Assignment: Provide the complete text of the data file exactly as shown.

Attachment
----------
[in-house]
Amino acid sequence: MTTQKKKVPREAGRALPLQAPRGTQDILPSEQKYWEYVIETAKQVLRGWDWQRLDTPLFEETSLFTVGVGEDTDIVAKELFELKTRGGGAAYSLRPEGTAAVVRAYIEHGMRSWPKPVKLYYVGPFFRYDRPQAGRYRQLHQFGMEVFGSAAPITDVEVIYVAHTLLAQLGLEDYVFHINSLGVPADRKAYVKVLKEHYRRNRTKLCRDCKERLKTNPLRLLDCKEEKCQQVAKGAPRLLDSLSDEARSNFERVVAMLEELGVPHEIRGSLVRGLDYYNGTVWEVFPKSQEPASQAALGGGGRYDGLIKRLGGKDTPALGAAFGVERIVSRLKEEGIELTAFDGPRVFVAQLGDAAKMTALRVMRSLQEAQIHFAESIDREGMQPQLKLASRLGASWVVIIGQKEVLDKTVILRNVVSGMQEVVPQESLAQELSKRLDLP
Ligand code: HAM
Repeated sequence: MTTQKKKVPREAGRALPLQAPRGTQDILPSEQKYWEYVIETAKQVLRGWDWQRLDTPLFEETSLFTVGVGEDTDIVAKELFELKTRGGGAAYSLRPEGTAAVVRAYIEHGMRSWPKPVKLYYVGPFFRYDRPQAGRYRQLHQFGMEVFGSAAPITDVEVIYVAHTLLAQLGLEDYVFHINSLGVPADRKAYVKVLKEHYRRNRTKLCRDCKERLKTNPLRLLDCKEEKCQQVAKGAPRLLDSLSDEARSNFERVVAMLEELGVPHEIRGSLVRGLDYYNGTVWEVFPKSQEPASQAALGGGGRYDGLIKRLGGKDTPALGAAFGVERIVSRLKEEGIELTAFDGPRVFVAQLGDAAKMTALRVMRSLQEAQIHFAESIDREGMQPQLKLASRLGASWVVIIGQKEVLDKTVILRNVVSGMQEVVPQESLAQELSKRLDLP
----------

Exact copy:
[in-house]
Amino acid sequence: MTTQKKKVPREAGRALPLQAPRGTQDILPSEQKYWEYVIETAKQVLRGWDWQRLDTPLFEETSLFTVGVGEDTDIVAKELFELKTRGGGAAYSLRPEGTAAVVRAYIEHGMRSWPKPVKLYYVGPFFRYDRPQAGRYRQLHQFGMEVFGSAAPITDVEVIYVAHTLLAQLGLEDYVFHINSLGVPADRKAYVKVLKEHYRRNRTKLCRDCKERLKTNPLRLLDCKEEKCQQVAKGAPRLLDSLSDEARSNFERVVAMLEELGVPHEIRGSLVRGLDYYNGTVWEVFPKSQEPASQAALGGGGRYDGLIKRLGGKDTPALGAAFGVERIVSRLKEEGIELTAFDGPRVFVAQLGDAAKMTALRVMRSLQEAQIHFAESIDREGMQPQLKLASRLGASWVVIIGQKEVLDKTVILRNVVSGMQEVVPQESLAQELSKRLDLP
Ligand code: HAM
Repeated sequence: MTTQKKKVPREAGRALPLQAPRGTQDILPSEQKYWEYVIETAKQVLRGWDWQRLDTPLFEETSLFTVGVGEDTDIVAKELFELKTRGGGAAYSLRPEGTAAVVRAYIEHGMRSWPKPVKLYYVGPFFRYDRPQAGRYRQLHQFGMEVFGSAAPITDVEVIYVAHTLLAQLGLEDYVFHINSLGVPADRKAYVKVLKEHYRRNRTKLCRDCKERLKTNPLRLLDCKEEKCQQVAKGAPRLLDSLSDEARSNFERVVAMLEELGVPHEIRGSLVRGLDYYNGTVWEVFPKSQEPASQAALGGGGRYDGLIKRLGGKDTPALGAAFGVERIVSRLKEEGIELTAFDGPRVFVAQLGDAAKMTALRVMRSLQEAQIHFAESIDREGMQPQLKLASRLGASWVVIIGQKEVLDKTVILRNVVSGMQEVVPQESLAQELSKRLDLP